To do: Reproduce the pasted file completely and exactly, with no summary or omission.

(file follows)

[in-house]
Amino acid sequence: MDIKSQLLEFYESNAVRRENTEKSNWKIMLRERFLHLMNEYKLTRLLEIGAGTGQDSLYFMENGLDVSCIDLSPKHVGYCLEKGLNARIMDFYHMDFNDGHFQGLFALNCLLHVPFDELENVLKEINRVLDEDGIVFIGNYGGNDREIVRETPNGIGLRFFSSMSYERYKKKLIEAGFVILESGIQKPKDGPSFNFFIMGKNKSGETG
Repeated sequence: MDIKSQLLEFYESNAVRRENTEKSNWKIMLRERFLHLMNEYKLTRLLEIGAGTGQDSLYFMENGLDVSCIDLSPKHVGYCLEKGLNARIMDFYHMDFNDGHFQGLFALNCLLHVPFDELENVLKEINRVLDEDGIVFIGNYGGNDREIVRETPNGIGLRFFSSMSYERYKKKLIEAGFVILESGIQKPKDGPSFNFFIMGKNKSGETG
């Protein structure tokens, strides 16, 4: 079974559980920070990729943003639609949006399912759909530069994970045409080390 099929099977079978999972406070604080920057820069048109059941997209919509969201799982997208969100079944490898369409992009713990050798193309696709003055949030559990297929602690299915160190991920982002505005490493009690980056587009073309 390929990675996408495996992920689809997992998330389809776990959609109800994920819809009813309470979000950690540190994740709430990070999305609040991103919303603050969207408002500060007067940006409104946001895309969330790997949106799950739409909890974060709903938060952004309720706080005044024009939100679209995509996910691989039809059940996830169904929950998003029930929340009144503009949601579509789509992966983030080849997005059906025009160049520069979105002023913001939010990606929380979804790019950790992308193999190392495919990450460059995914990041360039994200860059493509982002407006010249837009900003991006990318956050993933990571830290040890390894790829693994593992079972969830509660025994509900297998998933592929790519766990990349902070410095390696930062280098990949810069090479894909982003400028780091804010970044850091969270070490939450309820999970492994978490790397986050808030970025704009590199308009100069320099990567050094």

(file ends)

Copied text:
[in-house]
Amino acid sequence: MDIKSQLLEFYESNAVRRENTEKSNWKIMLRERFLHLMNEYKLTRLLEIGAGTGQDSLYFMENGLDVSCIDLSPKHVGYCLEKGLNARIMDFYHMDFNDGHFQGLFALNCLLHVPFDELENVLKEINRVLDEDGIVFIGNYGGNDREIVRETPNGIGLRFFSSMSYERYKKKLIEAGFVILESGIQKPKDGPSFNFFIMGKNKSGETG
Repeated sequence: MDIKSQLLEFYESNAVRRENTEKSNWKIMLRERFLHLMNEYKLTRLLEIGAGTGQDSLYFMENGLDVSCIDLSPKHVGYCLEKGLNARIMDFYHMDFNDGHFQGLFALNCLLHVPFDELENVLKEINRVLDEDGIVFIGNYGGNDREIVRETPNGIGLRFFSSMSYERYKKKLIEAGFVILESGIQKPKDGPSFNFFIMGKNKSGETG
């Protein structure tokens, strides 16, 4: 079974559980920070990729943003639609949006399912759909530069994970045409080390 099929099977079978999972406070604080920057820069048109059941997209919509969201799982997208969100079944490898369409992009713990050798193309696709003055949030559990297929602690299915160190991920982002505005490493009690980056587009073309 390929990675996408495996992920689809997992998330389809776990959609109800994920819809009813309470979000950690540190994740709430990070999305609040991103919303603050969207408002500060007067940006409104946001895309969330790997949106799950739409909890974060709903938060952004309720706080005044024009939100679209995509996910691989039809059940996830169904929950998003029930929340009144503009949601579509789509992966983030080849997005059906025009160049520069979105002023913001939010990606929380979804790019950790992308193999190392495919990450460059995914990041360039994200860059493509982002407006010249837009900003991006990318956050993933990571830290040890390894790829693994593992079972969830509660025994509900297998998933592929790519766990990349902070410095390696930062280098990949810069090479894909982003400028780091804010970044850091969270070490939450309820999970492994978490790397986050808030970025704009590199308009100069320099990567050094």